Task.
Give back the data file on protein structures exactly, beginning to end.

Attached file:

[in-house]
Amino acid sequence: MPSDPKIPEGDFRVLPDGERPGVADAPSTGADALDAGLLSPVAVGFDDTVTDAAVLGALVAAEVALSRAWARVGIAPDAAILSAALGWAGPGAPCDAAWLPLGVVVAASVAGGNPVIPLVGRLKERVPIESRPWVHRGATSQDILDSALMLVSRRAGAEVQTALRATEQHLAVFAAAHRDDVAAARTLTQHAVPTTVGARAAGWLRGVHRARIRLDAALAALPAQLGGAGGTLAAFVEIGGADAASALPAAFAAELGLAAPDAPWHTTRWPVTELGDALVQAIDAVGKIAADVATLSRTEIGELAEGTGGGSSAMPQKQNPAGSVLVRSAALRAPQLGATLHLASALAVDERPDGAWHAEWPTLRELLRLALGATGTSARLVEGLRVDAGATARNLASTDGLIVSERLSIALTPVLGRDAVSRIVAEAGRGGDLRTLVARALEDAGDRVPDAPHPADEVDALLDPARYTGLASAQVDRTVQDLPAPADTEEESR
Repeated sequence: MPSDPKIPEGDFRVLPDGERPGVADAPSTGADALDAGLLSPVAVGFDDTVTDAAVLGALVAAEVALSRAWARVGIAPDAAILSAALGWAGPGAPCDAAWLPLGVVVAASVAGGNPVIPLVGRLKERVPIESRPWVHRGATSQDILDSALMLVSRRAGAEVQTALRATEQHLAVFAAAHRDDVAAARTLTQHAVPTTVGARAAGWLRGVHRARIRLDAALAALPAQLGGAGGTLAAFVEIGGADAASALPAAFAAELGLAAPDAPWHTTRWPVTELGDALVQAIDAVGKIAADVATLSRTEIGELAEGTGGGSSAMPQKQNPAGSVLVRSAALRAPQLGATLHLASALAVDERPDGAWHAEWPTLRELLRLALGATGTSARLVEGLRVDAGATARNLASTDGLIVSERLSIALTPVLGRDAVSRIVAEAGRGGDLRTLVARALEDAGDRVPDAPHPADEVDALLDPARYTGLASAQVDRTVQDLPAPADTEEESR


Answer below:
[in-house]
Amino acid sequence: MPSDPKIPEGDFRVLPDGERPGVADAPSTGADALDAGLLSPVAVGFDDTVTDAAVLGALVAAEVALSRAWARVGIAPDAAILSAALGWAGPGAPCDAAWLPLGVVVAASVAGGNPVIPLVGRLKERVPIESRPWVHRGATSQDILDSALMLVSRRAGAEVQTALRATEQHLAVFAAAHRDDVAAARTLTQHAVPTTVGARAAGWLRGVHRARIRLDAALAALPAQLGGAGGTLAAFVEIGGADAASALPAAFAAELGLAAPDAPWHTTRWPVTELGDALVQAIDAVGKIAADVATLSRTEIGELAEGTGGGSSAMPQKQNPAGSVLVRSAALRAPQLGATLHLASALAVDERPDGAWHAEWPTLRELLRLALGATGTSARLVEGLRVDAGATARNLASTDGLIVSERLSIALTPVLGRDAVSRIVAEAGRGGDLRTLVARALEDAGDRVPDAPHPADEVDALLDPARYTGLASAQVDRTVQDLPAPADTEEESR
Repeated sequence: MPSDPKIPEGDFRVLPDGERPGVADAPSTGADALDAGLLSPVAVGFDDTVTDAAVLGALVAAEVALSRAWARVGIAPDAAILSAALGWAGPGAPCDAAWLPLGVVVAASVAGGNPVIPLVGRLKERVPIESRPWVHRGATSQDILDSALMLVSRRAGAEVQTALRATEQHLAVFAAAHRDDVAAARTLTQHAVPTTVGARAAGWLRGVHRARIRLDAALAALPAQLGGAGGTLAAFVEIGGADAASALPAAFAAELGLAAPDAPWHTTRWPVTELGDALVQAIDAVGKIAADVATLSRTEIGELAEGTGGGSSAMPQKQNPAGSVLVRSAALRAPQLGATLHLASALAVDERPDGAWHAEWPTLRELLRLALGATGTSARLVEGLRVDAGATARNLASTDGLIVSERLSIALTPVLGRDAVSRIVAEAGRGGDLRTLVARALEDAGDRVPDAPHPADEVDALLDPARYTGLASAQVDRTVQDLPAPADTEEESR